Dictionary of National Biography, 1885-1900/Thom, John Hamilton

THOM, JOHN HAMILTON (1808–1894), unitarian divine, younger son of John Thom (d. 1808), was born on 10 Jan. 1808 at Newry, co. Down, where his father, a native of Lanarkshire, was presbyterian minister from 1800. His mother was Martha Anne (1779–1859), daughter of Isaac Glenny. In 1823 he was admitted at the Belfast Academical Institution as a student under the care of the Armagh presbytery. He became assistant to Thomas Dix Hincks [q. v.] as a teacher of classics and Hebrew, while studying theology under Samuel Hanna [q. v.] The writings of William Ellery Channing made him a unitarian; he did not join the Irish remonstrants under Henry Montgomery [q. v.], but preached his first sermon in July 1829 at Renshaw Street Chapel, Liverpool, and shortly afterwards was chosen minister of the Ancient Chapel, Toxteth Park, Liverpool. On 10 May 1831 he was nominated as successor to John Hincks as minister of Renshaw Street Chapel, and entered on the pastoral office there on 7 Aug., having meanwhile preached (17 July) the funeral sermon of William Roscoe [q. v.], the historian; this was his first publication. The settlement (1832) of James Martineau in Liverpool gave him a congenial associate; in 1833 his interest in practical philanthropy was stimulated by the visit of Joseph Tuckerman from Boston, Massachusetts; his personal connection with Blanco White [q. v.] began in January 1835. At Christmas of that year he was a main founder of the Liverpool Domestic Mission. In July 1838 he succeeded John Relly Beard [q. v.] as editor of the ‘Christian Teacher,’ a monthly which developed (1845) into the ‘Prospective Review’ [see Tayler, John James]. From February to May 1839 he contributed four lectures, and a defensive ‘letter,’ to the Liverpool unitarian controversy, conducted in conjunction with Martineau and Henry Giles (1809–1882), in response to the challenge of thirteen Anglican divines. Thom's chief antagonist was Thomas Byrth [q. v.]

On 25 June 1854 he resigned his charge, and went abroad for travel and study, his place at Renshaw Street being taken by William Henry Channing (1810–1884), nephew of the Boston divine. He returned to Renshaw Street in November 1857, and ministered there till his final retirement on 31 Dec. 1866. From 1866 to 1880 he acted as visitor to Manchester New College, London. His last public appearance was at the opening (16 Nov. 1892) of new buildings for the Liverpool Domestic Mission. Latterly his eyesight failed, and for a short time before his death he was quite blind. He died at his residence, Oakfield, Greenbank, Liverpool, on 2 Sept. 1894, and was buried on 7 Sept. in the graveyard of the Ancient Chapel, Toxteth Park. He married (2 Jan. 1838) Hannah Mary (1816–1872), second daughter of William Rathbone (1787–1868) [see under Rathbone, (1757–1809)], but had no issue.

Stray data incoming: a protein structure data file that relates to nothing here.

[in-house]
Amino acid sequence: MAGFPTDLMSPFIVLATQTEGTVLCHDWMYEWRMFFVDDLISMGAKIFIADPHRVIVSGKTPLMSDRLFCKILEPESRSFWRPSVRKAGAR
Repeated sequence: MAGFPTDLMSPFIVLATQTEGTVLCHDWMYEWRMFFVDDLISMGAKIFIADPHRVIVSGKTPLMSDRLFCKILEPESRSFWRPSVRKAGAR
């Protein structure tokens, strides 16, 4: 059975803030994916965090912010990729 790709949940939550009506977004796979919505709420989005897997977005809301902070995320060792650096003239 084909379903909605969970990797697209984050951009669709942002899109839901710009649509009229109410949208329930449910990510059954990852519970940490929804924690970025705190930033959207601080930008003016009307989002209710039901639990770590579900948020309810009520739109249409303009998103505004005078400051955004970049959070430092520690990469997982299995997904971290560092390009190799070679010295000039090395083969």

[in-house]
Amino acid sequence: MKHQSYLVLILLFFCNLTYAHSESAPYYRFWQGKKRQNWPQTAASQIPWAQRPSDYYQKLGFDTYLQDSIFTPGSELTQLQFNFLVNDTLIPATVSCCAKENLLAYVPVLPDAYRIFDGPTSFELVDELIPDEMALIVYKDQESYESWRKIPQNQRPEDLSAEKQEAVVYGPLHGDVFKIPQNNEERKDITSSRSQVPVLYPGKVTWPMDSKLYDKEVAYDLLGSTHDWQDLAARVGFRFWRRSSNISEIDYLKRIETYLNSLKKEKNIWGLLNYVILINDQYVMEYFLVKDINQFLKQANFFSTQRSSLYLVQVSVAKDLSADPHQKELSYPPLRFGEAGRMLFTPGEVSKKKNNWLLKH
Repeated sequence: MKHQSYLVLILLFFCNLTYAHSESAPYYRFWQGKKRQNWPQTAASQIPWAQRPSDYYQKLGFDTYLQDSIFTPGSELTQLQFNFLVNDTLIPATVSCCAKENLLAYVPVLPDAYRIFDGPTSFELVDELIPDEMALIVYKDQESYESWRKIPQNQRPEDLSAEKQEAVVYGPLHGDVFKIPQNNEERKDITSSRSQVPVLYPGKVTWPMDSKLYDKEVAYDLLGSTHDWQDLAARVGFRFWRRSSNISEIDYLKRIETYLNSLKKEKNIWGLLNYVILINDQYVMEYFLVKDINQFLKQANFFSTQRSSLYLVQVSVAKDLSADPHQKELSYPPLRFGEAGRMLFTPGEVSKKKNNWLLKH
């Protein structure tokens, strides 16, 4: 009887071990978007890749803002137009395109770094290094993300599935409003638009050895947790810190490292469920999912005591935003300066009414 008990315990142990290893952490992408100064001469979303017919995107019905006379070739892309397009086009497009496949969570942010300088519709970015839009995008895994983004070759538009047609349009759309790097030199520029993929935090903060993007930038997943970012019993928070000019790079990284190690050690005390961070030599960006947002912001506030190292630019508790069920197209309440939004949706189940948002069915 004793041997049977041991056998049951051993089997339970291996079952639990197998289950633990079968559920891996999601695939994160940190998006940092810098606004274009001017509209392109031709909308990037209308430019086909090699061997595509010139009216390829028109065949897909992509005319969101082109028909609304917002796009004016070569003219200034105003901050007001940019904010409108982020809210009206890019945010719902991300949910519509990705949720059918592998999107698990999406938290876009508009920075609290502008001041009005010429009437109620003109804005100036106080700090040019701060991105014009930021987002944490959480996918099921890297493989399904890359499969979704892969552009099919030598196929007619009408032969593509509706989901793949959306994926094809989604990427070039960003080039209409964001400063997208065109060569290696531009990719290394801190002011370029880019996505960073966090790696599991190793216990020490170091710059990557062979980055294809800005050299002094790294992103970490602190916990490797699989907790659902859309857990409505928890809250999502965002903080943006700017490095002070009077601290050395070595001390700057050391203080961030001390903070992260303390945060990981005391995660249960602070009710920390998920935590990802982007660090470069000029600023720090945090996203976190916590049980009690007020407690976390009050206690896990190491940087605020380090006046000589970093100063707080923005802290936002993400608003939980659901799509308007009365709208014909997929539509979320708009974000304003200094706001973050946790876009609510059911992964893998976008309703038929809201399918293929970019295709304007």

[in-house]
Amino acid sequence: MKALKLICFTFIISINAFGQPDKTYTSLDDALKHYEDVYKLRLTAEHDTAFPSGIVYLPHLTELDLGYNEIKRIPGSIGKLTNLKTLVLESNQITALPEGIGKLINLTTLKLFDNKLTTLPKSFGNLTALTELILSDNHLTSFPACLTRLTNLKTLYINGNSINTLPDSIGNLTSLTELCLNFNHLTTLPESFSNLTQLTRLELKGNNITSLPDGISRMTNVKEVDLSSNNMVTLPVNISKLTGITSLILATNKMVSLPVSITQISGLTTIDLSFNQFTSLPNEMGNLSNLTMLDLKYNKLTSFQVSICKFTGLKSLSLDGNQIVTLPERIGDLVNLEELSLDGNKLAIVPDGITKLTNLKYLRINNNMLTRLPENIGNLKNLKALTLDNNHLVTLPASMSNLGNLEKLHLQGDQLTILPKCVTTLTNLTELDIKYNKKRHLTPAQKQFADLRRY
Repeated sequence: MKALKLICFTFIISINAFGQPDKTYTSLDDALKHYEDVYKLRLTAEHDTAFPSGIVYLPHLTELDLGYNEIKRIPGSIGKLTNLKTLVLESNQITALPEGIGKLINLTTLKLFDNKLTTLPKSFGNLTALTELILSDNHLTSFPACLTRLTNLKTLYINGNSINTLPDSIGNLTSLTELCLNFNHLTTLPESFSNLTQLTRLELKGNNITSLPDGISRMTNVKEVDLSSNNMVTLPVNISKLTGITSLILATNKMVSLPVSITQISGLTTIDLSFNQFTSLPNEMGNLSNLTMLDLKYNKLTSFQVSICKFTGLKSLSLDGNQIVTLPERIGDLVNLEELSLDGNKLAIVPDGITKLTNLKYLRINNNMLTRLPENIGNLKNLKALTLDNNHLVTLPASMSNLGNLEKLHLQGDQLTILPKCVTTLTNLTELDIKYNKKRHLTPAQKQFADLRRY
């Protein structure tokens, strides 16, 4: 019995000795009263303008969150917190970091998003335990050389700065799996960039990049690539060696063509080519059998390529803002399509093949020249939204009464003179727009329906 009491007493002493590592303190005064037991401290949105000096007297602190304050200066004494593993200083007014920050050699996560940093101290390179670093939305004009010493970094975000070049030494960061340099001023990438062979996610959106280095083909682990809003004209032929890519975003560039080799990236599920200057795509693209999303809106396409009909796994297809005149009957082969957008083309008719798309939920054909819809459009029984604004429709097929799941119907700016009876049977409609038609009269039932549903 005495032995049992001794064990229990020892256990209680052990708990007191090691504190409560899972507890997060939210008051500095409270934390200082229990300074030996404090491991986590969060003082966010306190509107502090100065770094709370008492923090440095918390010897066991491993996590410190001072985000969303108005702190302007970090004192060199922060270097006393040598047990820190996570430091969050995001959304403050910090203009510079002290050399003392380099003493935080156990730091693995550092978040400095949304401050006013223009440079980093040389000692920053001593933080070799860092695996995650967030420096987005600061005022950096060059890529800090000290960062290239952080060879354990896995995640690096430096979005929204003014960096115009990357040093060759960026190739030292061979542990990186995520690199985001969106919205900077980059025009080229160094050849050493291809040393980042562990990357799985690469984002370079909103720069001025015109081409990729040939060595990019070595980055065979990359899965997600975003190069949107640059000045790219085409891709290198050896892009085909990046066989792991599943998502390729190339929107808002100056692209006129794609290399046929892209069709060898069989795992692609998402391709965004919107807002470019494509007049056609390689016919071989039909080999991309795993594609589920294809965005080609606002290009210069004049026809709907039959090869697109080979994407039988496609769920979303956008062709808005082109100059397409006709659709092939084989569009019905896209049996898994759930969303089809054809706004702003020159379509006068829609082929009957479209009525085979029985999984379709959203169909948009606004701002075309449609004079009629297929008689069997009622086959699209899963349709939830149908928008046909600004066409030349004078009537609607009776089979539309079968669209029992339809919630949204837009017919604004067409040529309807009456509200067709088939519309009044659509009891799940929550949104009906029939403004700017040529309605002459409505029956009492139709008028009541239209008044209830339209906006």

In his ‘Life of Blanco White,’ 1845, his best known work, Thom does little to suggest the quality of his own religious teaching. By his published discourses he presented himself to many minds as a master of rich and penetrating thought. In the pulpit his powers were obscured by a fastidious self-restraint. On the platform he was brilliant and convincing.

The following are the most important of his publications: 1. ‘Memoir’ prefixed to ‘Sermons’ by John Hincks, 1832, 8vo. 2. ‘St. Paul's Epistles to the Corinthians,’ 1851, 8vo (expository sermons). 3. ‘Letters, embracing his Life, by John James Tayler,’ 1872, 2 vols. 8vo; 2nd ed. 1873, 8vo. 4. ‘Laws of Life after the Mind of Christ,’ 1883, 8vo (sermons); 2nd ser. 1886, 8vo. Posthumous were: 5. ‘A Spiritual Faith,’ 1895, 8vo (sermons; with portrait and memorial preface by Dr. Martineau). 6. ‘Special Services and Prayers,’ 1895, 8vo (unpublished). His ‘Hymns, Chants, and Anthems,’ 1854, 8vo, is perhaps the best, certainly the least sectarian, of unitarian hymn-books.

He has sometimes been confused with his Liverpool contemporary, David Thom, D.D., a presbyterian, who became a universalist, published several theological treatises, and compiled a very valuable account of ‘Liverpool Churches and Chapels,’ Liverpool, 1854, 16mo.

[In Memoriam, by V. D. Davis, in Liverpool Unitarian Annual, 1895, with complete list of Thom's publications; Martineau's memorial preface to Spiritual Faith, 1895; Christian Reformer, 1857, p. 757; Evans's Hist. of Renshaw Street Chapel, 1887, pp. 33 sq.; Christian Life, 8 Sept. and 15 Sept. 1894; Spectator, 8 Sept. 1894; Inquirer, 8 Sept. 1894; Liverpool Mercury, 9 Oct. 1894; Evans's Record of the Provincial Assembly of Lancashire and Cheshire, 1896; personal recollection.]

A. G.